US officials were wrong in 1979 when they thought that the struggle against drug trafficking was “a question that only had to do with complying with the law,” one “that could be resolved quickly with an aggressive campaign” and with a “country by country” approach, William R. Brownfield, US assistant secretary of state for international narcotics and law enforcement affairs, told a press conference in Cancún, in the eastern Mexican state of Quintana Roo, on April 7. “Thirty-two years have passed, billions of dollars and many strategies later,” he said, “and I could tell you that we weren’t right, we didn’t guess right.”
Brownfield, who was in Cancún for the 28th annual International Conference for Drug Control, was responding to a question about Mexico’s own “war on drugs,” which has cost 35,000 lives since President Felipe Calderón Hinojosa militarized anti-drug operations shortly after taking office in December 2006. Mexican public security minister Genaro García Luna had said that the violence would start to diminish in 2015. Asked his opinion, Brownfield answered that based on the US experience “at least we have to think in years.” He said he was “optimistic that in two years it will be possible to speak of results,” but that if he came to Mexico then and the situation hadn’t improved, he could be questioned for his “total and complete stupidity.” (La Jornada, Mexico, April 8)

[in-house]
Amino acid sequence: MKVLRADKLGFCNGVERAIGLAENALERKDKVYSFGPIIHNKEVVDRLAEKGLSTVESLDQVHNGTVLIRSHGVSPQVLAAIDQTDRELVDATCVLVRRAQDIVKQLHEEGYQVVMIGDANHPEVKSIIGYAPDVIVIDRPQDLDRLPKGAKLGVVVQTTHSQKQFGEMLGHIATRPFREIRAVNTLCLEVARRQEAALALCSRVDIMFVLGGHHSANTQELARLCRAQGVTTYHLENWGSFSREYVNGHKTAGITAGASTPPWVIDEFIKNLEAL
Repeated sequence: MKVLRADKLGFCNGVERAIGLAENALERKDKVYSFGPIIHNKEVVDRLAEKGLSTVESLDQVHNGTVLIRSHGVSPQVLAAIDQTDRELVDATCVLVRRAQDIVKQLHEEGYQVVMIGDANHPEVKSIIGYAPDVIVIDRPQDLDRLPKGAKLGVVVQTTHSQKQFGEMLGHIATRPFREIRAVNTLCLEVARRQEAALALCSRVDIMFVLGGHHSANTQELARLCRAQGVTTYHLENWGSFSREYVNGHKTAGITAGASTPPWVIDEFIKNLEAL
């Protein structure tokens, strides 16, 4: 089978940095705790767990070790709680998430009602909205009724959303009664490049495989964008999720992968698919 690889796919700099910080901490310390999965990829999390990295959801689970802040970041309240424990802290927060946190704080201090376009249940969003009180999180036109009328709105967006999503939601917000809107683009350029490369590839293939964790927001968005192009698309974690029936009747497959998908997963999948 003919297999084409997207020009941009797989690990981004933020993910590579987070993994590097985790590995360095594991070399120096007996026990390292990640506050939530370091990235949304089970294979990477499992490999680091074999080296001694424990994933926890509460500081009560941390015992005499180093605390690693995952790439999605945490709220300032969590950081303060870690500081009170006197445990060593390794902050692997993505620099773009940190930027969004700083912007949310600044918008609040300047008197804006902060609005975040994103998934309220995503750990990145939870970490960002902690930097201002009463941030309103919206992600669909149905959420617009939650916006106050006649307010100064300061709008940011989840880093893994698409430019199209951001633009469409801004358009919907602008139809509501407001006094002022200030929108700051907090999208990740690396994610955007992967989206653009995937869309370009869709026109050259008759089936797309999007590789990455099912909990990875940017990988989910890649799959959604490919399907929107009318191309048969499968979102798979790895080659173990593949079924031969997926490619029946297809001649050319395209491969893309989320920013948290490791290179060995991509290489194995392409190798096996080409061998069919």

Another US official came close to admitting to another mistake earlier in the week. On April 5. Gen. Douglas Fraser, head of the US Southern Command, told a US Senate hearing that many of the weapons being used by Mexican drug traffickers came from Central America. “Over 50% of the military-type weapons that are flowing throughout the region have a large source between Central American stockpiles, if you will, left over from wars and conflicts in the past,” he explained. (AFP, April 6)
The news coverage didn’t mention that many of these weapons were supplied by the US to rightwing military and paramilitary forces in Central America to fight leftists during the 1980s and 1990s. A US diplomatic cable released by the WikiLeaks group in February said fragmentation grenades used by drug traffickers in Monterrey came from shipments from the US to the Salvadoran military in the early 1990s (not “in 1990,” as we reported).
From Weekly News Update on the Americas, April 10.
See our last post on Mexico.